Thesis (UNI Access Only)
For my thesis, I wanted to examine the connection between the rising trend of ecocritical young adult dystopian literature and the isolation from nature experienced by Millennials and Generation-Z. I was inspired to write about this topic because, in my own experiences, I have noticed how disconnected my generation is from the environment. For my study, I examined three novels: Cindy Pon’s Want, Mark Oshiro’s Each of Us a Desert, and Rory Power’s Wilder Girls. When examining Cindy Pon’s Want, I paid particularly close attention to the setting, characters, and plot, revealing humanity’s ectoparasitic relationship with the environment. Similarly, for Mark Oshiro’s Each of Us a Desert, I noticed how Oshiro created a space within a post-apocalyptic environment to explore complex issues like immigration and intergenerational trauma. Lastly, for Wilder Girls, I examined the novel through the lens of a microcosm, highlighting how humanity parasitizes and harms the environment in the same way the Tox parasitizes the island, and girls, of Raxter. The results of my study indicate that it is important to consider the relationship between the content a person consumes and their personal views because it can influence their opinions and personalities, regardless of whether the content is fictitious or not.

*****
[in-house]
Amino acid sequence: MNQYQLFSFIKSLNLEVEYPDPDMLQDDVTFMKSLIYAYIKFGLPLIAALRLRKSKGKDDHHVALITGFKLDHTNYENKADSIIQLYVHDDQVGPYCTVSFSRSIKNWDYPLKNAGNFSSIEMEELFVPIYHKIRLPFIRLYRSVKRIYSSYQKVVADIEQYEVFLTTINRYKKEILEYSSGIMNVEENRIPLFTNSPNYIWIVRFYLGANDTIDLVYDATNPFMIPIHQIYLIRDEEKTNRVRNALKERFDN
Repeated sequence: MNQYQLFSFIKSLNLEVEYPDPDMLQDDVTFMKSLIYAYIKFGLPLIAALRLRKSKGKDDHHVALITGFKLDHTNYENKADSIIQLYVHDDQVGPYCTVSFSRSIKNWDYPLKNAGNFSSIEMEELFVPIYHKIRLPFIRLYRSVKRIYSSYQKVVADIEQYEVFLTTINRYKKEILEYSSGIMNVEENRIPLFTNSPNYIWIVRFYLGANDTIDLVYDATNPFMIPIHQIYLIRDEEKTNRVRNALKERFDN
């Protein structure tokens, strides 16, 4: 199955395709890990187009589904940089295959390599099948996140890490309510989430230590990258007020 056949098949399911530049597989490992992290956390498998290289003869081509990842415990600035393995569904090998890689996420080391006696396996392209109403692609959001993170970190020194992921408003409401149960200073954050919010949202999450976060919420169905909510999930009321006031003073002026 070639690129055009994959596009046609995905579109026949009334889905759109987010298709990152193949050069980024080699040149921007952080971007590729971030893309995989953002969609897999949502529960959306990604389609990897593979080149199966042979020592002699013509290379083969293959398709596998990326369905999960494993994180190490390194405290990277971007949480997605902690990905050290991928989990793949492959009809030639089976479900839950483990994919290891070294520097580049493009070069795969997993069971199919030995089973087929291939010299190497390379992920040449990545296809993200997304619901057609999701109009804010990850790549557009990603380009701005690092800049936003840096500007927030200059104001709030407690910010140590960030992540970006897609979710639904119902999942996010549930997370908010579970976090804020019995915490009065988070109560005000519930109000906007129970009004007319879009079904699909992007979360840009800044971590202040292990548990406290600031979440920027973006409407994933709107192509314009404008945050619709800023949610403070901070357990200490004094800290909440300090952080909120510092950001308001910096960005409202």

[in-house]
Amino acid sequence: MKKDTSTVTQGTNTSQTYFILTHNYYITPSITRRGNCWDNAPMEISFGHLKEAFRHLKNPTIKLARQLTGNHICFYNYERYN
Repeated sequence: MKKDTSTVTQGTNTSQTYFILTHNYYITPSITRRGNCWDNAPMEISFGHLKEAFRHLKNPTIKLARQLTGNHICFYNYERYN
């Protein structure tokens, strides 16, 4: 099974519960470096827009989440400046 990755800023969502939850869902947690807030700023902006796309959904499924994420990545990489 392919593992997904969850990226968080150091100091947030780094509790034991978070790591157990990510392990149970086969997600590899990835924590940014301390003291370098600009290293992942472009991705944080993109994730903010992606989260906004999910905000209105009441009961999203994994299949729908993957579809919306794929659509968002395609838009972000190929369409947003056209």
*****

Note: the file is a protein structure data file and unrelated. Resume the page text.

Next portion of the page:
Year of Submission
Master of Arts
Department of Languages and Literatures
Sheila Benson, Chair, Thesis Committee
1 PDF file (iv, 64 pages)
©2022 Alexus Williams
Williams, Alexus, "Ecocriticism in young adult dystopian literature: Revealing a generation's desire to reconnect with nature" (2022). Dissertations and Theses @ UNI. 1217.